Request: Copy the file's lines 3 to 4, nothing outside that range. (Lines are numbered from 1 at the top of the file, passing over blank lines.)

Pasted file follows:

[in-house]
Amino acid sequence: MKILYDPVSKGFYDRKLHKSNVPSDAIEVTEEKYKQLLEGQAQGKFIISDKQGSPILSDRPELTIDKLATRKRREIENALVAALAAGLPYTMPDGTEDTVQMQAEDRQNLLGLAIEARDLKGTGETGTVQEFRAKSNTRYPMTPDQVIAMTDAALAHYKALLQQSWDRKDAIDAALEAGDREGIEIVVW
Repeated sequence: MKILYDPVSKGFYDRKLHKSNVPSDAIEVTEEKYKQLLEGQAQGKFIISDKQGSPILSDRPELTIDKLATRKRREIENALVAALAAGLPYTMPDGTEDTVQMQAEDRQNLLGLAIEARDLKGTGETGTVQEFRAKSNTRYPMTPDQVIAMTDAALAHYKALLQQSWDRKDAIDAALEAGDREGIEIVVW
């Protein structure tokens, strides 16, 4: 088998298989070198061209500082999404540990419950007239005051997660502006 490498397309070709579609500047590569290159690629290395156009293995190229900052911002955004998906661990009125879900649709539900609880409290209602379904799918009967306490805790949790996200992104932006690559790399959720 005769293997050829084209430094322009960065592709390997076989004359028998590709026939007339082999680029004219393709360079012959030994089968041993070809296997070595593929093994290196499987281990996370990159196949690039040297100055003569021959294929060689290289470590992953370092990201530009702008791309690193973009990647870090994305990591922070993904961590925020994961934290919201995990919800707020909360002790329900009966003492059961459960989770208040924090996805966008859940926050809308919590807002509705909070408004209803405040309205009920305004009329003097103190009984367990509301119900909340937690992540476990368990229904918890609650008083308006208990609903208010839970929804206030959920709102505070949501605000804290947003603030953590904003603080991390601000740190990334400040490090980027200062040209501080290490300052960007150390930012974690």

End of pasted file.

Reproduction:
Repeated sequence: MKILYDPVSKGFYDRKLHKSNVPSDAIEVTEEKYKQLLEGQAQGKFIISDKQGSPILSDRPELTIDKLATRKRREIENALVAALAAGLPYTMPDGTEDTVQMQAEDRQNLLGLAIEARDLKGTGETGTVQEFRAKSNTRYPMTPDQVIAMTDAALAHYKALLQQSWDRKDAIDAALEAGDREGIEIVVW
């Protein structure tokens, strides 16, 4: 088998298989070198061209500082999404540990419950007239005051997660502006 490498397309070709579609500047590569290159690629290395156009293995190229900052911002955004998906661990009125879900649709539900609880409290209602379904799918009967306490805790949790996200992104932006690559790399959720 005769293997050829084209430094322009960065592709390997076989004359028998590709026939007339082999680029004219393709360079012959030994089968041993070809296997070595593929093994290196499987281990996370990159196949690039040297100055003569021959294929060689290289470590992953370092990201530009702008791309690193973009990647870090994305990591922070993904961590925020994961934290919201995990919800707020909360002790329900009966003492059961459960989770208040924090996805966008859940926050809308919590807002509705909070408004209803405040309205009920305004009329003097103190009984367990509301119900909340937690992540476990368990229904918890609650008083308006208990609903208010839970929804206030959920709102505070949501605000804290947003603030953590904003603080991390601000740190990334400040490090980027200062040209501080290490300052960007150390930012974690």